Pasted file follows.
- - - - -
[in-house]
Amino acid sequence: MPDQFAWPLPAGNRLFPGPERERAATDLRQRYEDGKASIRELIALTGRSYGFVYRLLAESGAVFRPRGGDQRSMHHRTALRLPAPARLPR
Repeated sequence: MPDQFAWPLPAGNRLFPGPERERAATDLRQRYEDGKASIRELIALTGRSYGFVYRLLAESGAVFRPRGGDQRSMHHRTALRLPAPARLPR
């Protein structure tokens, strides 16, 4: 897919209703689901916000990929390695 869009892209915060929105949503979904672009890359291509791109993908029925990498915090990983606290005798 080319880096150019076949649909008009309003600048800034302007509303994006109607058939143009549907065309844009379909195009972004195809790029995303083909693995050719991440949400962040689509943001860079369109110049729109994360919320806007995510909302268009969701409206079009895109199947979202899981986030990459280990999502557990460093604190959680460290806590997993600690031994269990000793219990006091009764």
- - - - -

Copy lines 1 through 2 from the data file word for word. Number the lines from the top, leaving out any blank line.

[in-house]
Amino acid sequence: MPDQFAWPLPAGNRLFPGPERERAATDLRQRYEDGKASIRELIALTGRSYGFVYRLLAESGAVFRPRGGDQRSMHHRTALRLPAPARLPR